Our website is made possible by displaying online ads to our visitors.
Please consider supporting us by whitelisting our site.

New T.B.G. initiative aims to draw those in their 20s and 30s to the church

First slide
First slide
Previous Next

In a secular culture where church membership declines every year, how do churches reach out to people in their 20s and 30s to show them what they’re missing?

They focus on truth, beauty and goodness, “the things we all aspire to, the things we all want,” said Kevin Bohli, executive director of the diocesan Office of Youth, Campus and Young Adult Ministries. “They will point us toward God whether we realize it or not.”

(Truth, beauty and goodness are) the things we all aspire to, the things we all want. They will point us toward God whether we realize it or not.” Kevin Bohli, executive director, diocesan Office of Youth, Campus and Young Adult Ministries

That’s the thinking behind the office’s latest initiative, dubbed T.B.G., which “goes out into the world to reach young people where they are,” Bohli said.

T.B.G. began last fall in the middle of the pandemic, with outdoor events that had an ambiance like a small art or music festival, in casual venues such as the patios of restaurants and brewpubs. Each event, held on Mondays 6:30-8:30 p.m., features a speaker telling a story about personal struggles and joys (truth), a musical performance and art display (beauty) and a charitable cause to which participants can donate to give back to the community (goodness).

Each event takes a virtue as a theme, such as fortitude, justice or love, to inspire reflection and conversation, said Niru De Silva, the office’s coordinator of young adult ministry. The emphasis is not on dogma but on pondering deeper questions and creating community, he added. “How am I supposed to love, how am I supposed to be?”

The events, promoted largely on social media, target not just those in their 20s but couples in their 30s with children, who also may be seeking community, and aims to connect them with others at nearby parishes. The May 17 event, outside Caboose Commons in Fairfax, drew 125 people. It featured a story on the theme of fortitude by Mike Tenney, a local speaker and worship leader, live music by Aren Bruce and an art display by Mary Acosta. Donations provided scholarship funds for student refugees through Catholic Charities’ Migration and Refugee Services.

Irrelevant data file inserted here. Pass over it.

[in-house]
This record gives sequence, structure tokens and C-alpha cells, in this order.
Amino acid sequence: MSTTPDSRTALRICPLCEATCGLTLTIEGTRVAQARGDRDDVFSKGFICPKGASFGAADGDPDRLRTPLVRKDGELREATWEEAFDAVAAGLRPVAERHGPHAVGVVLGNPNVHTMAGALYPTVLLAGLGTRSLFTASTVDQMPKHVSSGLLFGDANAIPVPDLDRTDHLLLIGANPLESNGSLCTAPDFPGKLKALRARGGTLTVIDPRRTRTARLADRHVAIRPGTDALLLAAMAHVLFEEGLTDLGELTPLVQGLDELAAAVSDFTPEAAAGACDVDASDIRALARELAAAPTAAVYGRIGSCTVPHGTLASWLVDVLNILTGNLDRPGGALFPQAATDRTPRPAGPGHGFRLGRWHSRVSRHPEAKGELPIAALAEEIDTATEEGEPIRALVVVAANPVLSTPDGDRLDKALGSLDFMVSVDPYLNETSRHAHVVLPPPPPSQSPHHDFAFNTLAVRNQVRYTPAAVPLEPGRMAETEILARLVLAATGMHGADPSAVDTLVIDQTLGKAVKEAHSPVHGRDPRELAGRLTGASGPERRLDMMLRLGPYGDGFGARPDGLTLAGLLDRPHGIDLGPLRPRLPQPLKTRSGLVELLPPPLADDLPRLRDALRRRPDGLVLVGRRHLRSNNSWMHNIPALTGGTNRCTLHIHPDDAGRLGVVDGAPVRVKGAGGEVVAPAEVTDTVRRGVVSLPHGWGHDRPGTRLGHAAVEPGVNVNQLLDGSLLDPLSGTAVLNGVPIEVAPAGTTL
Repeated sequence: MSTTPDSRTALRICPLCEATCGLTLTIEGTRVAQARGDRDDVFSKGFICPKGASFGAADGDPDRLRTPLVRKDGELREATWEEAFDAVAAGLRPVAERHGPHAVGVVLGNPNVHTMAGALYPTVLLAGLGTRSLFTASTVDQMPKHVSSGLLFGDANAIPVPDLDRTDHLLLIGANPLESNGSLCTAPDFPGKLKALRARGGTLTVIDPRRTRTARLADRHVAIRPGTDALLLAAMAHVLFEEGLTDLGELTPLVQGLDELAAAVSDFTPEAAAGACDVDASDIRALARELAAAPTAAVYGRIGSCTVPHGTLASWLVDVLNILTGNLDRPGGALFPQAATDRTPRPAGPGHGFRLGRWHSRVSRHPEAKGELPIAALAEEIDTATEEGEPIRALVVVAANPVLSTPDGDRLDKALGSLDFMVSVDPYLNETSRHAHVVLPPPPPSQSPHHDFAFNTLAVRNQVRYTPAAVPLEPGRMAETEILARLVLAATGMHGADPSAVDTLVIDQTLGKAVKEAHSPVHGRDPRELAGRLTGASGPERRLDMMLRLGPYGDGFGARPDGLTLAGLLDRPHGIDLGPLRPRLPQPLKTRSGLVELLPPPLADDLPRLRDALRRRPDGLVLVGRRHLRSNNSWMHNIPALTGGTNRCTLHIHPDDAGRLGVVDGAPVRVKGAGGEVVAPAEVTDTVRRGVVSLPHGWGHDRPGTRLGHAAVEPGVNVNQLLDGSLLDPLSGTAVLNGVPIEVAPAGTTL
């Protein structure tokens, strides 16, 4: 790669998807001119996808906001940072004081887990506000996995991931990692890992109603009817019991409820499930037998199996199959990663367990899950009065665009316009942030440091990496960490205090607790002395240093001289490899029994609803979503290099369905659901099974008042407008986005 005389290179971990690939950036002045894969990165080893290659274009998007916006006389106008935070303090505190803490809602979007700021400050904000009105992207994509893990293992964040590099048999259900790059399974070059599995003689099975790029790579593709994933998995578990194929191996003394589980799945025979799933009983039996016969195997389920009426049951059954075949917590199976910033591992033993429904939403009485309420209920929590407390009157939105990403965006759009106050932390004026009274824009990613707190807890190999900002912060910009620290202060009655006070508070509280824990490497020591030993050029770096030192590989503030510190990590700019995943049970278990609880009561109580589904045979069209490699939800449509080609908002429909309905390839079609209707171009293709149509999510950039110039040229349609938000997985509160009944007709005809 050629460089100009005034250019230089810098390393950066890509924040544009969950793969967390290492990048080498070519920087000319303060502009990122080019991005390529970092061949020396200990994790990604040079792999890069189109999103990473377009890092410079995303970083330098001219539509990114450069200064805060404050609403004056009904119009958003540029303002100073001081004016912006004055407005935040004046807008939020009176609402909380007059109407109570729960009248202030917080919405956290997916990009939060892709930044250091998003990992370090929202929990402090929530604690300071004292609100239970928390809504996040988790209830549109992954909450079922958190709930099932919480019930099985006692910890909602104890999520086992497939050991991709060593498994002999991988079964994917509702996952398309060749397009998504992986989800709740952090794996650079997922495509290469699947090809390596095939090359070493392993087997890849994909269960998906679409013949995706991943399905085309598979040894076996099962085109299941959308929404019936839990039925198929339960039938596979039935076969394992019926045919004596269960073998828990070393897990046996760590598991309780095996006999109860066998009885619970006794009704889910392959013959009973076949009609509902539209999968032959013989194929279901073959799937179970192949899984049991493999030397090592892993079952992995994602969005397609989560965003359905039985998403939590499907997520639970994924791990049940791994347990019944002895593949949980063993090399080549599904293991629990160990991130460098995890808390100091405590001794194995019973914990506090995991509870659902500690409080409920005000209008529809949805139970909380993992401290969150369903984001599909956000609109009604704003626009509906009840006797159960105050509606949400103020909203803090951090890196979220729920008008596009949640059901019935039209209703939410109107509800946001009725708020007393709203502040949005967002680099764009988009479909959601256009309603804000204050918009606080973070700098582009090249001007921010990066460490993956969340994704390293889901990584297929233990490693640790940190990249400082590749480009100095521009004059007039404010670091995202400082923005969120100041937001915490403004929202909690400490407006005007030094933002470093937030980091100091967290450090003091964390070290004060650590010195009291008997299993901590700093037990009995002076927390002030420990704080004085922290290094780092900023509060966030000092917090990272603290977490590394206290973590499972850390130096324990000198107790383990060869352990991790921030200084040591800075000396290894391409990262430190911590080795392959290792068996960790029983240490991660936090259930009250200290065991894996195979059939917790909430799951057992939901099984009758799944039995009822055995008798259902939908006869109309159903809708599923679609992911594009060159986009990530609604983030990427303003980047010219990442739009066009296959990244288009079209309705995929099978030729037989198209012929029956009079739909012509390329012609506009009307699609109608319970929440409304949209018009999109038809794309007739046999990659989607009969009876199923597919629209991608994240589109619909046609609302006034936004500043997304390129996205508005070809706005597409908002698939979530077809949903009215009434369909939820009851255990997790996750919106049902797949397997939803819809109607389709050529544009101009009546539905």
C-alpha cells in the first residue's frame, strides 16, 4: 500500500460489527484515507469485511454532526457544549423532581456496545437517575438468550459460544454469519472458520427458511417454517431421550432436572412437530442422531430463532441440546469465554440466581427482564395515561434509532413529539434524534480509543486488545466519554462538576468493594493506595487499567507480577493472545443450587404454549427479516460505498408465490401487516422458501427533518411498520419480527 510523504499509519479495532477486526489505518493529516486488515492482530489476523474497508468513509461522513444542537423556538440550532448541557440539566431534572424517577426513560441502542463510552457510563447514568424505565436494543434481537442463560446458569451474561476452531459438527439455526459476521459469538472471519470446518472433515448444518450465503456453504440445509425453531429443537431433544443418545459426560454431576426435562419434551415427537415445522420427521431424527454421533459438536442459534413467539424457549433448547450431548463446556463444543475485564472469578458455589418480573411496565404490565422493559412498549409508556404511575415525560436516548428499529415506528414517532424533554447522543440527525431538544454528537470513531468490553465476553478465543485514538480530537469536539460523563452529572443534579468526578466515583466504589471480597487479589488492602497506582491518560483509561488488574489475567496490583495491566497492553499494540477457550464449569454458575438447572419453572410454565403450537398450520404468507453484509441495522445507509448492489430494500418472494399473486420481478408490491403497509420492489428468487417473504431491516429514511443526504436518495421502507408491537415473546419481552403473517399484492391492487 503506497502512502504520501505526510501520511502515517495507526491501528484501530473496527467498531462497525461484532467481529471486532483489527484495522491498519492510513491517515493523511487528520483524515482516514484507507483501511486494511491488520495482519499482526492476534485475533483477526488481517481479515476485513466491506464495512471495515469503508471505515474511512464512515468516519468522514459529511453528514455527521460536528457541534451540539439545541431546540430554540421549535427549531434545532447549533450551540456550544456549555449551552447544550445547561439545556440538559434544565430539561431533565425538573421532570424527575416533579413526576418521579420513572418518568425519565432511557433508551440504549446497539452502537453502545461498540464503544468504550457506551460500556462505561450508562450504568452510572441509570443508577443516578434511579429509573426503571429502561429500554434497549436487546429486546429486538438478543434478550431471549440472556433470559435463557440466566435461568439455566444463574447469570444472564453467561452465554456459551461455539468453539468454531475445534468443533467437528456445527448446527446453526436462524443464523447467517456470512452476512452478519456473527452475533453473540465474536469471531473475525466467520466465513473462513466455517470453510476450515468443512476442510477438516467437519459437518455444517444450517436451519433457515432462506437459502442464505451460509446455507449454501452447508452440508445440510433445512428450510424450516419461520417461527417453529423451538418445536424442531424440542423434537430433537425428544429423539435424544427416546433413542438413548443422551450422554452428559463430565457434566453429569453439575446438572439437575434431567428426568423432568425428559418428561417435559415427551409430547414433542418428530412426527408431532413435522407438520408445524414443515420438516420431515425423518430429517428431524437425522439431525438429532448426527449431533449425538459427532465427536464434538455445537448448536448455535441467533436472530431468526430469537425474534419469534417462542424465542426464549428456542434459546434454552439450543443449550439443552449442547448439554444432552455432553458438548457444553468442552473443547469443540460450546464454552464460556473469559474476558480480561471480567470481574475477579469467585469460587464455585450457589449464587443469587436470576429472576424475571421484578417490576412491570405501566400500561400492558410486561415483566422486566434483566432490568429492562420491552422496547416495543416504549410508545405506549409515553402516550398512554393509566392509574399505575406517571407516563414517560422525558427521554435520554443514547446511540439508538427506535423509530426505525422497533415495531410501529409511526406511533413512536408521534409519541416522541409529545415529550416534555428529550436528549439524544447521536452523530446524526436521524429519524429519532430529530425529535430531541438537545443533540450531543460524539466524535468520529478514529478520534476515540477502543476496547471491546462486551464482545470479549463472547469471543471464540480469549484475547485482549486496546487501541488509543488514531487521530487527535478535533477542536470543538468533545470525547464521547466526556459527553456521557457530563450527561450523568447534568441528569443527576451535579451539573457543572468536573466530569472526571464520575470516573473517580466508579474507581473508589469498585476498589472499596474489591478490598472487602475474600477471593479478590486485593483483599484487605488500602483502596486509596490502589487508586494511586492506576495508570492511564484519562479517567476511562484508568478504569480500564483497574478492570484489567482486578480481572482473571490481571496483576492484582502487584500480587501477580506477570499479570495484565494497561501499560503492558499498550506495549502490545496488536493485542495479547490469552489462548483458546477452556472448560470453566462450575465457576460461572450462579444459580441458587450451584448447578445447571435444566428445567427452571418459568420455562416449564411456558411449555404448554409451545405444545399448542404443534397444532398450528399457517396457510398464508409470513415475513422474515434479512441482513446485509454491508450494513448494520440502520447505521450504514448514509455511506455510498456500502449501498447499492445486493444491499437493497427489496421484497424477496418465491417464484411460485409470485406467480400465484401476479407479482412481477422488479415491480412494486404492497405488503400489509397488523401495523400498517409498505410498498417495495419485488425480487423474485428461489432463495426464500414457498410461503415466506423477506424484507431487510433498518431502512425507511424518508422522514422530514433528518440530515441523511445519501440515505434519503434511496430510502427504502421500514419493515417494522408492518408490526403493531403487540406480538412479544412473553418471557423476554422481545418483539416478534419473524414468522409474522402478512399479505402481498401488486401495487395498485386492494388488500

The June 14 event at Highline RxR in Pentagon City had the theme of justice, with story and art by Erin McAtee and music by Marie Miller. Donations went to Catholic Charities’ Christ House ministry in Alexandria.

Recent Gallup polls show church membership has been declining steadily with each generation: just 36 percent of millennials (born 1981-96) belong to a church and numbers are similar for Gen Z (now 24 and under). That’s down from 50 percent in Generation X (born 1965-80), 58 percent of baby boomers (1946-64) and 66 percent of those born before 1946.

“To me, this is reaching out to myself, with the answers I have always been searching for,” said De Silva, 30, a convert to Catholicism who used to think “science was the only source of truth.”

Bohli said his office will continue its other young adult ministries, including Theology on Tap and Exalt (evening holy hours), but those seem to attract people who already attend church, rather than the unaffiliated. “We’re always trying to stay relevant and offer new ministries,” he said. 

The diocesan Office of Youth, Campus, and Young Adult Ministries is supported by the annual Bishop’s Lenten Appeal.

Find out more





© Arlington Catholic Herald 2021